Opera doesn't offer many choices under the standard Security menu option, but a user can modify more of Opera's configuration settings by directly editing Opera.ini. However, the preferred method is for the user to type " Opera:config" into the URL bar, which provides access to dozens of options. Unfortunately, detailed documentation for each option isn't always easily locatable. Some users prefer to have multiple Opera.ini files, each with separate security and functionalities enabled, depending on what they are attempting to do during a particular session.

Opera has the most granular cache control among the major browsers. You can determine what to cache (documents, images, and so on), how long to keep it, and the size of the cache. You can require HTTPS pages to redownload content when surfing through the browser's history. Although all cookie types (first and third party) are allowed by default, which is unfortunate, Opera has some of the best cookie controls on the market.

Frauds and authentics
Opera's anti-phishing filter, called Fraud Protection, is enabled by default. Sites confirmed by Netcraft or PhishTank as phishing sites are automatically added to Opera's blacklist. I like PhishTank enough to have used its collected links for the anti-phishing testing during this review. However, PhishTank relies on the user community to rank each submitted Web site to determine whether it is a confirmed phishing site. I have seen many false-negative and false-positive rankings at PhishTank, and those incorrect determinations could figure into Opera's Fraud Protection mechanism. Malware blacklists collected by Haute Secure are included in Fraud Protection too, but didn't set off any anti-malware warnings with my test sites.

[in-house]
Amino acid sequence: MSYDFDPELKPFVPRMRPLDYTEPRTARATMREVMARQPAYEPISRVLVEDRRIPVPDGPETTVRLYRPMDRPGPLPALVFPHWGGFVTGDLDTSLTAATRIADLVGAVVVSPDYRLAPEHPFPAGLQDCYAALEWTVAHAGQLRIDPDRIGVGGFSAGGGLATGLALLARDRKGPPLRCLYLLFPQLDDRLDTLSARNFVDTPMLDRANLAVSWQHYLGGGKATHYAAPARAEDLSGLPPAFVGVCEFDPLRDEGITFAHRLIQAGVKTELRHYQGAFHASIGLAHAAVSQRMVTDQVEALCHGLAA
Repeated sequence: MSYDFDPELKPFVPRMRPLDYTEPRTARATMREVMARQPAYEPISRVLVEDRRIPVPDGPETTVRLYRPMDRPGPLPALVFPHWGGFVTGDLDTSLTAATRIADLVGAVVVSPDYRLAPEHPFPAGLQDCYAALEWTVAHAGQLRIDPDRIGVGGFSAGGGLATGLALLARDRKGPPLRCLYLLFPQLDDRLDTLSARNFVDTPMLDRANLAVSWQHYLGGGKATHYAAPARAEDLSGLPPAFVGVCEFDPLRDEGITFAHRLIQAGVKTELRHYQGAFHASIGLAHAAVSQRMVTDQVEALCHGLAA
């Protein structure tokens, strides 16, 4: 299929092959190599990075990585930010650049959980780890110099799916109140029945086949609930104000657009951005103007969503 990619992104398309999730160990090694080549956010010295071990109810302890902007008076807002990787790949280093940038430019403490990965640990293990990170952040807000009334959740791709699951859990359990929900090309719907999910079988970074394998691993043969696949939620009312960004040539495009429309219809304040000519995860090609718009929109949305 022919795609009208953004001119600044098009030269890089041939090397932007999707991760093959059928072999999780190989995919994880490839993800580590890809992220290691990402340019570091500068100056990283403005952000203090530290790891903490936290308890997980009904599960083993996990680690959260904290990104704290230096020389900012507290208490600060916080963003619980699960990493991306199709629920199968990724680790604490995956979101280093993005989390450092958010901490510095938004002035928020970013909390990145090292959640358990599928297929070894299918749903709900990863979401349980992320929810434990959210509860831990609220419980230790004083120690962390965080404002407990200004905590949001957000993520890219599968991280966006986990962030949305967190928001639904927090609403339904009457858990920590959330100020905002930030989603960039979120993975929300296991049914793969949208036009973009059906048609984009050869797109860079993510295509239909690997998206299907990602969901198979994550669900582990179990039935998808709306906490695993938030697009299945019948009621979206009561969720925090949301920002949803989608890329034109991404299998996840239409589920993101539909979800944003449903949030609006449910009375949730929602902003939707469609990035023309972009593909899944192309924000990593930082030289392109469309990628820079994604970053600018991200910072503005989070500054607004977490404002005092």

Opera provides the standard pop-up blocking choices (Block All, Allow All, Block Unwanted). In my testing, it handled the most malicious DoS Web site fairly well, never allowing the browser to become completely locked up. However, the underlying Windows host did experience an unexpected reboot related to one of the attacks, so Opera can't claim a perfect success. Opera limits the maximum number of active connections to any one Web site to 8 by default (this value is modifiable), helping to prevent malware-infested Web sites from overwhelming the browser.

Opera has decent digital certificate support, with the second best initial cipher offering (behind Firefox), but there's one notable exception. Although the first five ciphers use 256-bit AES keys, strangely Opera does not yet support ECC (Elliptical Curve Cryptography), which is the strongest asymmetric cipher standard in use today. OCSP (Online Certificate Status Protocol) is supported by default, and the minimum SSL version can be specified.

Opera supports Extended Validation (EV) digital certificates, including something called "strict EV." Strict EV, which is not enabled by default, ensures that all Web site elements come from EV-protected Web sites before displaying the normal green EV highlighting. These two screen images show the differences between Strict EV enforcement and regular EV enforcement. When visiting PayPal.com with regular EV enforcement, you'll find that the Web site's common name appears in green. When visiting the same Web site with strict EV enforcement, you'll find that the Web site name appears in yellow, just as normal SSL (non-EV) Web sites do. Most EV supporting browsers do not support strict EV enforcement. It's nice to have the choice, because strict EV could prevent real malware attacks, such as malicious JavaScript redirects.